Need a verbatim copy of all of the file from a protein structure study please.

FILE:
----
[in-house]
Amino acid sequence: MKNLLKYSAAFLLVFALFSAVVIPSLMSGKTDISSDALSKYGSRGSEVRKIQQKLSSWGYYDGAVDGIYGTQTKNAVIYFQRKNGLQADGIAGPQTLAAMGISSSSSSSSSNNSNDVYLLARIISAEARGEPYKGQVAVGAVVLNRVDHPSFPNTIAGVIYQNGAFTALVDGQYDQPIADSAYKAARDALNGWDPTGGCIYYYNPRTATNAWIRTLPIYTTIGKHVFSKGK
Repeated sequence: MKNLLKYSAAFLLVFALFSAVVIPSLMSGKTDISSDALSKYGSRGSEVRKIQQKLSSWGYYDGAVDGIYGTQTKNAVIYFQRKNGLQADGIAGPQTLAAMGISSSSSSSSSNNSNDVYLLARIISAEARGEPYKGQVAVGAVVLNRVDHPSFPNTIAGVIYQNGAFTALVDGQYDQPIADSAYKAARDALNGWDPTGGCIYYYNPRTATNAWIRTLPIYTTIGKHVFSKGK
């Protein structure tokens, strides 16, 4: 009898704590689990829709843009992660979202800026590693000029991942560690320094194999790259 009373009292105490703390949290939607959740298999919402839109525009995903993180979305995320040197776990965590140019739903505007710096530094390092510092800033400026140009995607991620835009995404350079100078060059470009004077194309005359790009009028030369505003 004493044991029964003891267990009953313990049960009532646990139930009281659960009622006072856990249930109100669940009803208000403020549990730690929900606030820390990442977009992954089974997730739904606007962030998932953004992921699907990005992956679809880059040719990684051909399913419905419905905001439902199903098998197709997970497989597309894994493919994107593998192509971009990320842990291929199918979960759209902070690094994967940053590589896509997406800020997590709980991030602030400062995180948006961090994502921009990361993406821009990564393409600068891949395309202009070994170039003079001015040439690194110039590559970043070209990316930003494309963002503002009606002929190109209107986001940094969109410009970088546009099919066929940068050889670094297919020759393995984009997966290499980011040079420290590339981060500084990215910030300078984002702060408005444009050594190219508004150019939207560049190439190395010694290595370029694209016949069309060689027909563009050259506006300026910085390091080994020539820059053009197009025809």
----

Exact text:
[in-house]
Amino acid sequence: MKNLLKYSAAFLLVFALFSAVVIPSLMSGKTDISSDALSKYGSRGSEVRKIQQKLSSWGYYDGAVDGIYGTQTKNAVIYFQRKNGLQADGIAGPQTLAAMGISSSSSSSSSNNSNDVYLLARIISAEARGEPYKGQVAVGAVVLNRVDHPSFPNTIAGVIYQNGAFTALVDGQYDQPIADSAYKAARDALNGWDPTGGCIYYYNPRTATNAWIRTLPIYTTIGKHVFSKGK
Repeated sequence: MKNLLKYSAAFLLVFALFSAVVIPSLMSGKTDISSDALSKYGSRGSEVRKIQQKLSSWGYYDGAVDGIYGTQTKNAVIYFQRKNGLQADGIAGPQTLAAMGISSSSSSSSSNNSNDVYLLARIISAEARGEPYKGQVAVGAVVLNRVDHPSFPNTIAGVIYQNGAFTALVDGQYDQPIADSAYKAARDALNGWDPTGGCIYYYNPRTATNAWIRTLPIYTTIGKHVFSKGK
């Protein structure tokens, strides 16, 4: 009898704590689990829709843009992660979202800026590693000029991942560690320094194999790259 009373009292105490703390949290939607959740298999919402839109525009995903993180979305995320040197776990965590140019739903505007710096530094390092510092800033400026140009995607991620835009995404350079100078060059470009004077194309005359790009009028030369505003 004493044991029964003891267990009953313990049960009532646990139930009281659960009622006072856990249930109100669940009803208000403020549990730690929900606030820390990442977009992954089974997730739904606007962030998932953004992921699907990005992956679809880059040719990684051909399913419905419905905001439902199903098998197709997970497989597309894994493919994107593998192509971009990320842990291929199918979960759209902070690094994967940053590589896509997406800020997590709980991030602030400062995180948006961090994502921009990361993406821009990564393409600068891949395309202009070994170039003079001015040439690194110039590559970043070209990316930003494309963002503002009606002929190109209107986001940094969109410009970088546009099919066929940068050889670094297919020759393995984009997966290499980011040079420290590339981060500084990215910030300078984002702060408005444009050594190219508004150019939207560049190439190395010694290595370029694209016949069309060689027909563009050259506006300026910085390091080994020539820059053009197009025809």